Germany rolls out new cyber defence team

German Minister of Defence, Ursula von der Leyen, during the opening ceremony of the new Bundeswehr cyber command. Bonn, 5 April. [Sascha Steinbach/ EPA]

Germany’s army was targeted 284,000 times by cyber attacks in the first three months of 2017. Yesterday (5 April), the Bundesrepublik’s new cyber defence unit was officially put into action. But its offensive capabilities are already under scrutiny. EURACTIV Germany reports.

The new commando unit is set to be 13,500 personnel strong by July. By comparison, its marines corps has around 16,000 soldiers and the air force 28,000.

Germany hopes to be a model for other European armed forces to follow in dealing with cyber attacks.

German lawmakers said that the new unit will focus on combatting Russian hacking. It will be led by Ludwig Leinhos, a seasoned veteran of the armed forces and the country’s highest-ranking cyber-general.

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Experts from Germany’s Cyber Security Council welcomed the development. President Philipp Saldern told euractiv.de that the new unit is “absolutely necessary” and could serve as a blueprint for other parts of the government.

But it won’t likely be a template for an EU cyber army anytime soon. EU countries use different IT infrastructure and programmes, so it, at the moment, seems unrealistic.

Even in Germany, its regions, municipalities and federal level authorities find it difficult to exchange information. Murders carried out by the National Socialist Underground at the turn of the century are a case in point.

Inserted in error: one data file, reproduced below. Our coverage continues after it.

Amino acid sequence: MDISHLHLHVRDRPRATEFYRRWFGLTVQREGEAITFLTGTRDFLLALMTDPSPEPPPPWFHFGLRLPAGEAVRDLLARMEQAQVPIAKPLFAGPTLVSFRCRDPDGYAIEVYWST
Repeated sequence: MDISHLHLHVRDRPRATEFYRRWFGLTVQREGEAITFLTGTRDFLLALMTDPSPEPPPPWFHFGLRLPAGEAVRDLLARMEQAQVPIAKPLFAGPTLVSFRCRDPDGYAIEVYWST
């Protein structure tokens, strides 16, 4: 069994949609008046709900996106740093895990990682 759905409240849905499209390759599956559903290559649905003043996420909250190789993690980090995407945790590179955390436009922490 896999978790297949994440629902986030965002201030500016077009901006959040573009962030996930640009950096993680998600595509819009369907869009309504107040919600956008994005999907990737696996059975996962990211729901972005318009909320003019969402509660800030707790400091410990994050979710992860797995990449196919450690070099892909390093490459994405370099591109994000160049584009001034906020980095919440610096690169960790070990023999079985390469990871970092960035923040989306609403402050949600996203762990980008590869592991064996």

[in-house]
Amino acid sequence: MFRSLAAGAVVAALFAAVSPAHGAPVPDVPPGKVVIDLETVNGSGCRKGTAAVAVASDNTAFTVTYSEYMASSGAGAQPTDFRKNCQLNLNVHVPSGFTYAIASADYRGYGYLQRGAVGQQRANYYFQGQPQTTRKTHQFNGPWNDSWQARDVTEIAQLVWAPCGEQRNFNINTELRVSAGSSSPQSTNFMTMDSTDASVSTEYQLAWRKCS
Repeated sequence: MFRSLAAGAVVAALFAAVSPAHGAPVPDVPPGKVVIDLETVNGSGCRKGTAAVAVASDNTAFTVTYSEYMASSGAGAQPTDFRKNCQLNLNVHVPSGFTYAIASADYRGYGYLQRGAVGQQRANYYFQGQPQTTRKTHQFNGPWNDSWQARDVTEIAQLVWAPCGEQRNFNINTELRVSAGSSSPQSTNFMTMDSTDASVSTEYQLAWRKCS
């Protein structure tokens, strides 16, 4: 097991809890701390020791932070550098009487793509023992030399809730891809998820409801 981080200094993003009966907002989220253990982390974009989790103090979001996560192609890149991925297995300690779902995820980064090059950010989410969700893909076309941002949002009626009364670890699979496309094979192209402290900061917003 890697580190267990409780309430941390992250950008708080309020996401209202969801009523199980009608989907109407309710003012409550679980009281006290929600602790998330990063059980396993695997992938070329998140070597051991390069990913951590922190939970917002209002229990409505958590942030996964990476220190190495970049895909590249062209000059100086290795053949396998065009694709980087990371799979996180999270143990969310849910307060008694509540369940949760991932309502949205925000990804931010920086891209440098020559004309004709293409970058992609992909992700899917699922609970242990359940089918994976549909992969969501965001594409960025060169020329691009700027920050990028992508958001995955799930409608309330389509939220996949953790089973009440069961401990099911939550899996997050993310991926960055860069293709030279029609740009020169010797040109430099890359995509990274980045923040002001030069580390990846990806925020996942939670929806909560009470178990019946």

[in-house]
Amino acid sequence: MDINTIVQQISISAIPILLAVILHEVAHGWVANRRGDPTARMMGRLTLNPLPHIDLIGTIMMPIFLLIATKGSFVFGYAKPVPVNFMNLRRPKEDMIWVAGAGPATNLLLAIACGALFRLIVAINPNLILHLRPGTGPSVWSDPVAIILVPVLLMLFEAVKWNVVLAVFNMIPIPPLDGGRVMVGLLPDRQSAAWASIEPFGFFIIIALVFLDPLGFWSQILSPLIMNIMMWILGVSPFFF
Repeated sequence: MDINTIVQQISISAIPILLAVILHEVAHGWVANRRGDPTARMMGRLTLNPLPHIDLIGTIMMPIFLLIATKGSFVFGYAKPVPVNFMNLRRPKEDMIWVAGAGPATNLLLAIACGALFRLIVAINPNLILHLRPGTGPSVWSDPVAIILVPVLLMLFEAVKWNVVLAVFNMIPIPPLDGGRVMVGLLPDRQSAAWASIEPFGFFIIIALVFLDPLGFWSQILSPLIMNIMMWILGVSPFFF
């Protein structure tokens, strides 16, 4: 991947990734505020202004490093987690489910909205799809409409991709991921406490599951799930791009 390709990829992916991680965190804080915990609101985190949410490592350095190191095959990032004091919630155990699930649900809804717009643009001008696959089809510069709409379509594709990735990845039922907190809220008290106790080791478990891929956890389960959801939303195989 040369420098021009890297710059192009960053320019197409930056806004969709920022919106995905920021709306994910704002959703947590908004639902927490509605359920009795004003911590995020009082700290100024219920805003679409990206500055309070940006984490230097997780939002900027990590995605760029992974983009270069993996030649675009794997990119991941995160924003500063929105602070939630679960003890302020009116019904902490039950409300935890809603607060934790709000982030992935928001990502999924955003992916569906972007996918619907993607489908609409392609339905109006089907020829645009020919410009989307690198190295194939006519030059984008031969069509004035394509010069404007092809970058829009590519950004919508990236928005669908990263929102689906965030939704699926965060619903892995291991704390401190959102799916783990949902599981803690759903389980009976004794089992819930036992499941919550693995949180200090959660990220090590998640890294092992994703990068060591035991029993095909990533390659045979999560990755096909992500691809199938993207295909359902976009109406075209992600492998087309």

The focus of the new unit is to defend Germany from cyberattacks but they are also trained to go on the offensive and launch attacks of their own. It is an aspect of the programme that has already been criticised by the country’s lawmakers.

The German Greens Konstantin von Notz insisted that “the army would need a parliamentary mandate to carry out cyberattacks”. His party has criticised the government for not dealing with the issue clearly.

SPD politician Hans-Peter Bartels also said that the Bundeswehr would need specific permission from the Bundestag.

The armed forces also face a recruitment dilemma. This year alone it needs around 1,000 new soldiers and 800 IT administrators for the new unit.

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But it is facing competition from the private sector and the higher wages on offer. Experts in hacking and defence can earn over ten times more than they would serving their country.

Von Saldern acknowledged that it is “difficult to inspire” experienced hackers to join the army. As a solution, he advised the armed forces to train their own personnel.

One European model could be the Estonian army, which trains its own talented IT specialists.